Afreen explained that a lack of societal support continues to be a hurdle. “The weather is another issue during winters because sometimes our training sessions are affected as well,” she said.
So, did Real Kashmir’s promotion to the I-league help them? “They have helped motivate us but there is still a severe lack of facilities,” said Numrah.
“When I first played for India, people thought that there would be changes. But the sad truth is that nothing changed after that. Our association remained the same,” said Parvez Rasool, the only one from the valley to repre- sent India in cricket.
“Last year the Committee of Administrators (COA) stepped in and only then have changes started to come in. More professional people, like Irfan Pathan, have been able to associate with us since then. At least in cricket, things have improved substantially since last year,” he said.
“But overall, there is a lack of availability of grounds for kids. There are open grounds available in some places, in north Kashmir for instance, but they aren’t maintained for playing sport.
“The basic facility that a sportsperson should get is not available. The talent is there and can rise above the daily issues faced but the basic facilities must be there.”
The problem persists down south in Jammu, according to teenage gymnast Bavleen Kaur who won five of the state’s eight medals at the recent Khelo India Youth Games, including all three of their gold, in the under-17 agegroup. “We train at the badminton hall of the MA (Maulana Azad) Stadium. It is very small a space to accommodate the 200odd gymnasts who train there.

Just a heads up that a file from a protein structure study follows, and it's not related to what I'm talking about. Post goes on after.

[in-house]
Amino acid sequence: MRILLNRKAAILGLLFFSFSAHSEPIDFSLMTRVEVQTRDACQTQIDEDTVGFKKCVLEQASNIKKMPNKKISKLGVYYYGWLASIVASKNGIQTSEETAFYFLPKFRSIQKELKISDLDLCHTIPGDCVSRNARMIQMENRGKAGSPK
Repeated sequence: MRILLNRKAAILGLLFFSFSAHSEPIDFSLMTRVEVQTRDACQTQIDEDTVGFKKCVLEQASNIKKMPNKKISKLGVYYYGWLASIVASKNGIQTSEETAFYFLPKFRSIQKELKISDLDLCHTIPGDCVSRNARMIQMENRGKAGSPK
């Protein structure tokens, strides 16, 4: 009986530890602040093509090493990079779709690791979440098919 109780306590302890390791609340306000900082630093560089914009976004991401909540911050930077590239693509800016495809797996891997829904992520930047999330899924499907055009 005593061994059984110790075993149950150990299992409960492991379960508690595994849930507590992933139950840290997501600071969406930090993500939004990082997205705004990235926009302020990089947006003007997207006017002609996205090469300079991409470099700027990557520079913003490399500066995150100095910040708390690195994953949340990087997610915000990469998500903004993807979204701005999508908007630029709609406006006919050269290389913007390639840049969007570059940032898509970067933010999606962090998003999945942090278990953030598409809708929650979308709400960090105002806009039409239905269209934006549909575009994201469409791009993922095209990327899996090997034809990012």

“I feel we have some of the best coaches in gymnastics here but the lack of facilities remains the biggest problem. There are many girls who train in gymnastics but they never get to devote much time because the space is so limited,” said Bavleen, who trains under Krupali Patel Singh, an Arjuna award winner, and her father Surinder Pal Singh.
Saleem ur Rehman took charge of Directorate General Of Youth Services & Sports of Jammu and Kashmir last year. Acknowledging the lack of playing facilities, Rehman said there are plans to improve things.
“There is a ~300-crore project sanctioned by the state government, under which we are going to have around 20 playing facilities in each district across the state. We will also have an indoor sports stadium in each district, which will be ready in three months.
“We have now laid the foundation stone for Khel Gaon (sports village), under which we will build facilities for major sports under one roof, like the Balewadi Complex in Pune. We are proposing to have playing facilities for cricket, football, hockey, tennis, shooting, gymnastics and a few other sports,” said Rehman.
At the TRC Ground, meanwhile, Real Kashmir have continued to punch above their weight this season after becoming the first club from the state to make it to the top-flight. Still in fight for the title race, Real Kashmir have made the right noises in their debut I-league campaign. A tie-up with sports goods manufacturing giant Adidas, albeit with negligible financials involved, hasn’t hurt them in terms of visibility either.
However, while the sports department says it plans to uplift the infrastructure, it remains to be seen whether it results in better access to grounds and facilities.
Until then, stories like Real Kashmir, Bavleen Kaur and Parvez Rasool could remain exceptions rather than the norm.
(Clockwise from above) A young fan at the TRC Ground watches Real Kashmir in action; women too turn up in numbers.